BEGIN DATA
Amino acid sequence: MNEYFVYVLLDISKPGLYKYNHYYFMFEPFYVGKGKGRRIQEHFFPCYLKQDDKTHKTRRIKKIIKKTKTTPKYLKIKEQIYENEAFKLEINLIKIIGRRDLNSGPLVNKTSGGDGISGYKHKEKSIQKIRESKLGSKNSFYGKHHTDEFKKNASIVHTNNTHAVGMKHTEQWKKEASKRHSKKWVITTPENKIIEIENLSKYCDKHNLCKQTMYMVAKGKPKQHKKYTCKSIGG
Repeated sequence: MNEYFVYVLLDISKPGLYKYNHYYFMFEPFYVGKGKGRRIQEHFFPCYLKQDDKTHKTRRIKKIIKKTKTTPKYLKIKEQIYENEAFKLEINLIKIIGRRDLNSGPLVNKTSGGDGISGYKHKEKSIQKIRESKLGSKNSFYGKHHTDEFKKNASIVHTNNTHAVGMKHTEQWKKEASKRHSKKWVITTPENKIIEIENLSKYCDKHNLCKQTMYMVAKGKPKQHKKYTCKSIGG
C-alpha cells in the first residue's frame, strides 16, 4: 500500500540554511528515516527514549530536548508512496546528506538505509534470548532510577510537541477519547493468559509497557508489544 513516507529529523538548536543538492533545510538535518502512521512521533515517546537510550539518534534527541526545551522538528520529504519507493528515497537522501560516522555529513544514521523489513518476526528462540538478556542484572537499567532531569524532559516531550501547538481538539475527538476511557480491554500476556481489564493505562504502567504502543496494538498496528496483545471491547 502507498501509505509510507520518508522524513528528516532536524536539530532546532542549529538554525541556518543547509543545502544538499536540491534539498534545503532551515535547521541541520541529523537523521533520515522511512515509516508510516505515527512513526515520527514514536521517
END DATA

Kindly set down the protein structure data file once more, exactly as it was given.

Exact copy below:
Amino acid sequence: MNEYFVYVLLDISKPGLYKYNHYYFMFEPFYVGKGKGRRIQEHFFPCYLKQDDKTHKTRRIKKIIKKTKTTPKYLKIKEQIYENEAFKLEINLIKIIGRRDLNSGPLVNKTSGGDGISGYKHKEKSIQKIRESKLGSKNSFYGKHHTDEFKKNASIVHTNNTHAVGMKHTEQWKKEASKRHSKKWVITTPENKIIEIENLSKYCDKHNLCKQTMYMVAKGKPKQHKKYTCKSIGG
Repeated sequence: MNEYFVYVLLDISKPGLYKYNHYYFMFEPFYVGKGKGRRIQEHFFPCYLKQDDKTHKTRRIKKIIKKTKTTPKYLKIKEQIYENEAFKLEINLIKIIGRRDLNSGPLVNKTSGGDGISGYKHKEKSIQKIRESKLGSKNSFYGKHHTDEFKKNASIVHTNNTHAVGMKHTEQWKKEASKRHSKKWVITTPENKIIEIENLSKYCDKHNLCKQTMYMVAKGKPKQHKKYTCKSIGG
C-alpha cells in the first residue's frame, strides 16, 4: 500500500540554511528515516527514549530536548508512496546528506538505509534470548532510577510537541477519547493468559509497557508489544 513516507529529523538548536543538492533545510538535518502512521512521533515517546537510550539518534534527541526545551522538528520529504519507493528515497537522501560516522555529513544514521523489513518476526528462540538478556542484572537499567532531569524532559516531550501547538481538539475527538476511557480491554500476556481489564493505562504502567504502543496494538498496528496483545471491547 502507498501509505509510507520518508522524513528528516532536524536539530532546532542549529538554525541556518543547509543545502544538499536540491534539498534545503532551515535547521541541520541529523537523521533520515522511512515509516508510516505515527512513526515520527514514536521517